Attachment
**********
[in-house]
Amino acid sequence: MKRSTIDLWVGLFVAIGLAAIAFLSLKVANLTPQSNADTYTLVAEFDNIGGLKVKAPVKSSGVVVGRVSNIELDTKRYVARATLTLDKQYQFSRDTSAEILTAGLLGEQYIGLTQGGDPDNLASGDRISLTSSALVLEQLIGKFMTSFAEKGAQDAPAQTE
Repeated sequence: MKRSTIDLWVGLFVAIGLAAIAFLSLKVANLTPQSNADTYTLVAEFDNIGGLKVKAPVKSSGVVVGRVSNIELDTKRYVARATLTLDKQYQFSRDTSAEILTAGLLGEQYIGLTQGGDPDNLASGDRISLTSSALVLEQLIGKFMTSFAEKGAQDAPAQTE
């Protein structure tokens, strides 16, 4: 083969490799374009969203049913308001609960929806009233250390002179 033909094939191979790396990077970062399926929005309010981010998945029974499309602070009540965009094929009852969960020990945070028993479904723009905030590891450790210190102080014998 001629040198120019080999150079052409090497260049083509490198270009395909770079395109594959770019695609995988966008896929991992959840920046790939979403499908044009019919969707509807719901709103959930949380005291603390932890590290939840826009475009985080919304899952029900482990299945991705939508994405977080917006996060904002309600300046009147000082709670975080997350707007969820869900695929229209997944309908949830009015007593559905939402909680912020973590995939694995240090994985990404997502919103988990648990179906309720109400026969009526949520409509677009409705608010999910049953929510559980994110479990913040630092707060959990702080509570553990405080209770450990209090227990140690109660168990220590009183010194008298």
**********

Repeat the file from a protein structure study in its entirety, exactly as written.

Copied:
[in-house]
Amino acid sequence: MKRSTIDLWVGLFVAIGLAAIAFLSLKVANLTPQSNADTYTLVAEFDNIGGLKVKAPVKSSGVVVGRVSNIELDTKRYVARATLTLDKQYQFSRDTSAEILTAGLLGEQYIGLTQGGDPDNLASGDRISLTSSALVLEQLIGKFMTSFAEKGAQDAPAQTE
Repeated sequence: MKRSTIDLWVGLFVAIGLAAIAFLSLKVANLTPQSNADTYTLVAEFDNIGGLKVKAPVKSSGVVVGRVSNIELDTKRYVARATLTLDKQYQFSRDTSAEILTAGLLGEQYIGLTQGGDPDNLASGDRISLTSSALVLEQLIGKFMTSFAEKGAQDAPAQTE
């Protein structure tokens, strides 16, 4: 083969490799374009969203049913308001609960929806009233250390002179 033909094939191979790396990077970062399926929005309010981010998945029974499309602070009540965009094929009852969960020990945070028993479904723009905030590891450790210190102080014998 001629040198120019080999150079052409090497260049083509490198270009395909770079395109594959770019695609995988966008896929991992959840920046790939979403499908044009019919969707509807719901709103959930949380005291603390932890590290939840826009475009985080919304899952029900482990299945991705939508994405977080917006996060904002309600300046009147000082709670975080997350707007969820869900695929229209997944309908949830009015007593559905939402909680912020973590995939694995240090994985990404997502919103988990648990179906309720109400026969009526949520409509677009409705608010999910049953929510559980994110479990913040630092707060959990702080509570553990405080209770450990209090227990140690109660168990220590009183010194008298």